VALLEY CONSTRUCTION: EDUCATION
10/13/2008 - Educational institutions are responsible for creating by far the largest number of construction projects in the Valley. Below, the Business Journal provides a roundup of education-based construction projects in the area —elementary, middle and high schools and community colleges. While the projects differ in scope, the common thread is that they are each part of a renaissance of sorts in education-based construction in the area. In many cases, the projects mark the first time Valley schools will be equipped with the types of facilities needed to transform their grounds into first rate campuses.
Two from La Opinion: STATE ALLOCATION TO SCHOOLS IN DANGER + EDUCATION REFORM IS NECESSARY
STATE ALLOCATION TO SCHOOLS IN DANGER: Sacramento in fear of not being able to send funds to School Districts due to lack of liquidity
2008-10-06 -- The letter that governor Arnold Schwarzenegger sent to Treasury Secretary Henry Paulson, requesting $7 billion a federal loan has surprised more than one school district, not because of insufficient funds but as a result of the way these measures were taken in Sacramento.
EDUCATION REFORM IS NECESSARY: Experts say that changes in the system are needed to improve academic results in California
Some education analysts have started to point out the California must immediately embark on a profound reform in terms of education, if the golden state wants to guarantee increases in academic achievement and prepare for students for college.
Although in the last years some changes have been implemented, like the advent of a new database system, hiring quality educators and providing flexibility to schools, these are but some of the key issues that according to experts, must still become aligned.
COURT RULES IN FAVOR OF LOS ANGELES CHARTER SCHOOL IN LAWSUIT AGAINST LAUSD
New West Charter Middle School (New West), a high-performing charter public school in West Los Angeles, was victorious in a court ruling Friday, when the court ruled that Los Angeles Unified School District (LAUSD) had violated the law after the school district denied New West students their legal right to classrooms under Proposition 39. The court ordered LAUSD to provide space for 285 students at Fairfax High School or another acceptable school facility in conformity with Proposition 39 by October 8, 2008.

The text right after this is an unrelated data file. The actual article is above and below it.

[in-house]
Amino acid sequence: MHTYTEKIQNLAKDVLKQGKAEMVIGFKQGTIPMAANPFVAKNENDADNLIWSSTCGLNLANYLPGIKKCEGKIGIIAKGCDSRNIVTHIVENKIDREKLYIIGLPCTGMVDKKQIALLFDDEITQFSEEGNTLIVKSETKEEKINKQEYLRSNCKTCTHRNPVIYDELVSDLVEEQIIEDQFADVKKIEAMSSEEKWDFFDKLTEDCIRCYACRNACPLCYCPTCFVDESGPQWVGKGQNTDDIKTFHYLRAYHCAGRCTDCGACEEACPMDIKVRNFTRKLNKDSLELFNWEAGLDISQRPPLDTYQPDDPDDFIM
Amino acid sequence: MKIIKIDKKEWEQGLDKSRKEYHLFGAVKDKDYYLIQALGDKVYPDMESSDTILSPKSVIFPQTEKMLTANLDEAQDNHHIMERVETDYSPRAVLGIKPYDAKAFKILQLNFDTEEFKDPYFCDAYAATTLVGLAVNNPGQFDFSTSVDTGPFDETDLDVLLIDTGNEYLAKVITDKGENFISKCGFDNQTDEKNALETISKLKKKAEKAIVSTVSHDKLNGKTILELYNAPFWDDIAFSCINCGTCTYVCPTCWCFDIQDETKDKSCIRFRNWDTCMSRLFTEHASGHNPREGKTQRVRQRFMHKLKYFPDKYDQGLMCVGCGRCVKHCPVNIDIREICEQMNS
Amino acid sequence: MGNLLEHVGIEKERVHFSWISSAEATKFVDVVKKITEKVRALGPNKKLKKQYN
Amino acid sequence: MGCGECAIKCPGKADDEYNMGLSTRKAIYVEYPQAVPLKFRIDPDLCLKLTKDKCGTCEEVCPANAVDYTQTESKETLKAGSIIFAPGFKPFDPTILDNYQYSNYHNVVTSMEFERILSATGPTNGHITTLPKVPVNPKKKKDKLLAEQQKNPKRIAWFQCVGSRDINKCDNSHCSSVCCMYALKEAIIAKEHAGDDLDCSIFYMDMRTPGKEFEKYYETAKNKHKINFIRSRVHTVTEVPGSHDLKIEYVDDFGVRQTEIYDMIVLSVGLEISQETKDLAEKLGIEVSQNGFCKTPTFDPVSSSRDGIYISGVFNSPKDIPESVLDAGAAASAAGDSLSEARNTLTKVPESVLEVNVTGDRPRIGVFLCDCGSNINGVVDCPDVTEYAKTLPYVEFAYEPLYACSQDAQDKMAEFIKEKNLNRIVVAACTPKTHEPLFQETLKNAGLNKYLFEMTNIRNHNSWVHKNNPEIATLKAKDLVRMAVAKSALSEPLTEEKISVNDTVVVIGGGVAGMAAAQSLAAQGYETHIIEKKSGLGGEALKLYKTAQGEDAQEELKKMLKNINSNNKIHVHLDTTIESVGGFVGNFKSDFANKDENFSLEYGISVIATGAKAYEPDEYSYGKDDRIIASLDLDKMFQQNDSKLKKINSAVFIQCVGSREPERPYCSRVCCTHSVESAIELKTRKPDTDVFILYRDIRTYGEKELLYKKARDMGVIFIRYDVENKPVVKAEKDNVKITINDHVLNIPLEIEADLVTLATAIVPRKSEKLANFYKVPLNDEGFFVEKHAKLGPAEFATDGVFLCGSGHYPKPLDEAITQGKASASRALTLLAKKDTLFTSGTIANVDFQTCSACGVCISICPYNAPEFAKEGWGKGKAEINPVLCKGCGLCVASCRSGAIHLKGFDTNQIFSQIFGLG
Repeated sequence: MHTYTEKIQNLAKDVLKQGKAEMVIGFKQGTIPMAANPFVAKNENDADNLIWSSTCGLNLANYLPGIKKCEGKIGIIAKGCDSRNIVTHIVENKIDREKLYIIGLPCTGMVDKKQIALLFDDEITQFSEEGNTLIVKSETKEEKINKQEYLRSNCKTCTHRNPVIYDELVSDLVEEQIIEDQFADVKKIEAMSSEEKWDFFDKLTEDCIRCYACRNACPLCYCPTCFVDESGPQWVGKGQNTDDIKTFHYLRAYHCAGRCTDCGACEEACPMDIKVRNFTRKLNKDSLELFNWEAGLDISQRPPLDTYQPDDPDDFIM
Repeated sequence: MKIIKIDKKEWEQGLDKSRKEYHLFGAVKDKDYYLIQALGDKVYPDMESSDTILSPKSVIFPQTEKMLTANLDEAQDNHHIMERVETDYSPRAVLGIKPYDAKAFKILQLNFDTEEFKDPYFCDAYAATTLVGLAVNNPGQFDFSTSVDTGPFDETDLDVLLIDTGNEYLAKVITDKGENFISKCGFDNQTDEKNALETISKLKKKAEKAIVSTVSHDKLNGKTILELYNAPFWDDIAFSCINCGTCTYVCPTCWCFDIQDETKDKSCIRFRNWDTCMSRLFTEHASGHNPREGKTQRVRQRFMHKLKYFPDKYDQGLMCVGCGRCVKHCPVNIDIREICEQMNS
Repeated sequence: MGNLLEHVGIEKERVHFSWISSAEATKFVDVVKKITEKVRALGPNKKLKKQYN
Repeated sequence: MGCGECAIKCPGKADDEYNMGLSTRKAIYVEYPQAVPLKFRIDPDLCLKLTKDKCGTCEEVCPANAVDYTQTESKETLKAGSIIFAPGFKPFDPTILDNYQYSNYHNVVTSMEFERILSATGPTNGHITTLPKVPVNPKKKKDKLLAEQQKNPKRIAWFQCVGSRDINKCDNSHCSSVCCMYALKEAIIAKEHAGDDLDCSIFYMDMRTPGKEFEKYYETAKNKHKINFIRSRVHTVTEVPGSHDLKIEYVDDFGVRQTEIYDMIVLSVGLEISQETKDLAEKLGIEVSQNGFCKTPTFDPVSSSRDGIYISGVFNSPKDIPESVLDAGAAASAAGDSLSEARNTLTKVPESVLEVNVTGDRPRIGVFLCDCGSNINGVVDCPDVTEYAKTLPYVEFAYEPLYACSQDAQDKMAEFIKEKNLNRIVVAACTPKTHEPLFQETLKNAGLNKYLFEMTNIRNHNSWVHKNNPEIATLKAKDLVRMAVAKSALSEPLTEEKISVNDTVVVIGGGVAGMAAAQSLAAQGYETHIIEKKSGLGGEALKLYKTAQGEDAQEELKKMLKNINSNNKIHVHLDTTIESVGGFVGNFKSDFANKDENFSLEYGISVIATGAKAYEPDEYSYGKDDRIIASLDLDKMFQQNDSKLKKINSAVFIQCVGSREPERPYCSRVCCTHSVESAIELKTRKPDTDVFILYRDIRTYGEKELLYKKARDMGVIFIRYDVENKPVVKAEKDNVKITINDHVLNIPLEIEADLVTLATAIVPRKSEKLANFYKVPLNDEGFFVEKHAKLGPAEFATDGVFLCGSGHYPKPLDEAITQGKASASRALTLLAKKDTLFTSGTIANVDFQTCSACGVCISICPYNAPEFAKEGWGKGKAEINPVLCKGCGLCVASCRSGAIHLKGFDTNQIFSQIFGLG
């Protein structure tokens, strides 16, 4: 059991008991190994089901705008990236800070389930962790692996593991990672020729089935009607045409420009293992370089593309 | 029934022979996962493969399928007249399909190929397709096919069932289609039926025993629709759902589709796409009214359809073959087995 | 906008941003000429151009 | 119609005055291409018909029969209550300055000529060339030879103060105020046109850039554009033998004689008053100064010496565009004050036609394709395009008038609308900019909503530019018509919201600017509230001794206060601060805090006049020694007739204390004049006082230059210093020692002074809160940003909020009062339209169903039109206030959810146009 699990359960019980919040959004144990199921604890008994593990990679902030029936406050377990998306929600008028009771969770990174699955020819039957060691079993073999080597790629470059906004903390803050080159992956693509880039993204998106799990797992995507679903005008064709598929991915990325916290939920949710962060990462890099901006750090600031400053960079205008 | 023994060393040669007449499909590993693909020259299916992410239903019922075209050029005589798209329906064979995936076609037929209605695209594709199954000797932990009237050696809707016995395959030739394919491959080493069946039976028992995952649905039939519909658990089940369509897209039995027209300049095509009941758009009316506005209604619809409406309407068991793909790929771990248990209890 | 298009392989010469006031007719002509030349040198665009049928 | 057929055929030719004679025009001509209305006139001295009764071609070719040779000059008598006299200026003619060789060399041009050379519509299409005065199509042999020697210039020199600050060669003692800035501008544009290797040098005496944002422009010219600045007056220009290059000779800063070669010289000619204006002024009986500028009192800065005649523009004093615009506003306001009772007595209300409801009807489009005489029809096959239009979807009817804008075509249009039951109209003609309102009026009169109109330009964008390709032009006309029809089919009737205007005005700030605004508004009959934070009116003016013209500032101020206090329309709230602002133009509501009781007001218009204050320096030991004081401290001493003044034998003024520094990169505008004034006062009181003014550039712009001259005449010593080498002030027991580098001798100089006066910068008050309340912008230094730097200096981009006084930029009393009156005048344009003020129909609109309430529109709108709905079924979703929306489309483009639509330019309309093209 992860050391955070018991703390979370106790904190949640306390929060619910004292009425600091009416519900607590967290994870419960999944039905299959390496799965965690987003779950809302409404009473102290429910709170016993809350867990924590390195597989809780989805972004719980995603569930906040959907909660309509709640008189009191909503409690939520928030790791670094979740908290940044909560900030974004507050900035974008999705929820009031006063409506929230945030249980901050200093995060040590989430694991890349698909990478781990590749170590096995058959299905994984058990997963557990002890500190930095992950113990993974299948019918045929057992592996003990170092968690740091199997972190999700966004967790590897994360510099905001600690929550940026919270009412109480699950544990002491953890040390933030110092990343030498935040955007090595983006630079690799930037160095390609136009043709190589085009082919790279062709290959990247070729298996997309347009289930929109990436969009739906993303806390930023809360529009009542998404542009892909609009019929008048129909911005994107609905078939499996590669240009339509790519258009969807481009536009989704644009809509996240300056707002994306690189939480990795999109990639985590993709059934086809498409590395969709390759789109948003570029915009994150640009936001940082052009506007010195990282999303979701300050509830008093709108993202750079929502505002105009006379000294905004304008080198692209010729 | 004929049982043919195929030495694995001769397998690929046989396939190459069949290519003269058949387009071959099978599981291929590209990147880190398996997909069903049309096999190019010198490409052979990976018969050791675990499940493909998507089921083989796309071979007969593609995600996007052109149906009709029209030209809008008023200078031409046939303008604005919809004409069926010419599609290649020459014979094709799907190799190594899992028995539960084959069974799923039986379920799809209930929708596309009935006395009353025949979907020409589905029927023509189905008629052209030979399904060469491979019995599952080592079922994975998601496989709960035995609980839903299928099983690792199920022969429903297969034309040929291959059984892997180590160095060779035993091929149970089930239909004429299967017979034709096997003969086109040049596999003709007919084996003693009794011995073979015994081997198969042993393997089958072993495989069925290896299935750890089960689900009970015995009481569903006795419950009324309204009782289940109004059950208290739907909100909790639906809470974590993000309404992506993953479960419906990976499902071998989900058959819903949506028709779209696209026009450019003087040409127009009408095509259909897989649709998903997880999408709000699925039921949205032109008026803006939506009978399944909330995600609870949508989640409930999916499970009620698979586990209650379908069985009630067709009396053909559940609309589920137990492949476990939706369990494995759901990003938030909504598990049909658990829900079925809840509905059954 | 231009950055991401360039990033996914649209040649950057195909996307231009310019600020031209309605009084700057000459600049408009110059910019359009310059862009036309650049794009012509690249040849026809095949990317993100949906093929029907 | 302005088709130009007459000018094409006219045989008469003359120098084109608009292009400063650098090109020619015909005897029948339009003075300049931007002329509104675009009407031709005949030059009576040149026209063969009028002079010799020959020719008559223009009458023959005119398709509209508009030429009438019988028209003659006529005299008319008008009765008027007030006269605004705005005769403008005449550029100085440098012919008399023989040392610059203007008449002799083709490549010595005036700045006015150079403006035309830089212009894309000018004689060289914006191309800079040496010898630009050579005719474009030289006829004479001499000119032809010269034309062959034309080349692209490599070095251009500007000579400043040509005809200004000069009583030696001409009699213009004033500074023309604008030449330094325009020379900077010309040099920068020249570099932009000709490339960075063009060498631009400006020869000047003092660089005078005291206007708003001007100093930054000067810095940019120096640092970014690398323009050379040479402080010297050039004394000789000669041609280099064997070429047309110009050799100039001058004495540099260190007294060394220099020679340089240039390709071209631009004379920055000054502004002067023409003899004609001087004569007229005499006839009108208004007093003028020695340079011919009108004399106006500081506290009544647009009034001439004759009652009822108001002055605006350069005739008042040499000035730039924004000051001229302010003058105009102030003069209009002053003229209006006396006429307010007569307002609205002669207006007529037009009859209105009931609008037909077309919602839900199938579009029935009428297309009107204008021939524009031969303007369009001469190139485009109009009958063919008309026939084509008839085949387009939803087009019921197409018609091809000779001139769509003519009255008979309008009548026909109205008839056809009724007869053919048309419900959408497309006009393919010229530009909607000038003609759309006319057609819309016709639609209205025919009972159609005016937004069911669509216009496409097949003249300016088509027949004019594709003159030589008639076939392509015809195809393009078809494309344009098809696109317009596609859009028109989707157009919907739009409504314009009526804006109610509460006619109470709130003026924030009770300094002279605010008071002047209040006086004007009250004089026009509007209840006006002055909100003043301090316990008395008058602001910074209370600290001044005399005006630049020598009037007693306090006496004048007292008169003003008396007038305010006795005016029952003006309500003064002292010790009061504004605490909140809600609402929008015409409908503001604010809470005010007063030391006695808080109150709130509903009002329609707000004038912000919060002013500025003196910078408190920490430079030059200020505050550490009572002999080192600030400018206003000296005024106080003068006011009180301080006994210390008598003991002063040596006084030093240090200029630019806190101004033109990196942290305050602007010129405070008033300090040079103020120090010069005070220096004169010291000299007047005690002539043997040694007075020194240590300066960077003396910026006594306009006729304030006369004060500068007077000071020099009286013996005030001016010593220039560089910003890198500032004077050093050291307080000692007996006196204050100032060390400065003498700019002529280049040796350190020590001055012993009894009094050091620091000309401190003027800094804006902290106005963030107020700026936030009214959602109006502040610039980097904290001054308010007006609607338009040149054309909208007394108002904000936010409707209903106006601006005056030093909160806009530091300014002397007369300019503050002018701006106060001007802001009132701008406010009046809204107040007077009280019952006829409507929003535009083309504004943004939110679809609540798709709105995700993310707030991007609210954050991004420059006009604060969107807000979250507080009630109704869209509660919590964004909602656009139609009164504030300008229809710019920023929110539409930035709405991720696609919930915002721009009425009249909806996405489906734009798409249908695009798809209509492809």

AID FOR SCHOOLS INCLUDED IN FINANCIAL RESCUE BILL
Congress has approved a $700 billion plan aimed at stabilizing credit markets that also included an authorization of long-sought funds for rural school districts.
- The financial rescue package also includes an extension for two years of the Qualified Zone Academy Bond program, which provides $400 million a year in tax credits to holders of bonds used for school renovation and repair projects and certain other school costs. The credits are meant to cover the costs of interest on the bonds.
- And the bill includes a two-year extension of a $250 income-tax credit to help teachers purchase books and other supplies for their classrooms. Without the extension, both the school construction and teacher tax provisions will expire at the end of 2008.
GIRL SHOT LIVES TO DELIVER MESSAGE
It's been two weeks, since 12-year-old Mercedes Hearn became the innocent victim of a gang related shooting. She spoke out about the suspects that shot her and delivered a sobering message about school safety on Friday.
Mercedes Hearn, 12, is still recovering after suffering three gunshot wounds. She was shot twice in the leg and once in the chest.
"I feel as if they should of never shot me. I am not a gang banger -- none of that. I stay in the house. I do not even know the people that shot me," said Hearn.
L.A. UNIFIED MUST START OVER ON MAYWOOD SCHOOL PLANS: The district abandons its preferred site for a new high school, citing heavy contamination that would cost at least $22 million to clean up.
October 6, 2008 -- Los Angeles school officials are starting over on a high school project in Maywood because the preferred site is so contaminated by industrial chemicals that it would cost at least $22 million to clean up, which would delay construction by as much as six years.
The cancellation, announced last week, means that the Los Angeles Unified School District will be forced to break its long-standing pledge to take all schools off year-round operation by 2012.
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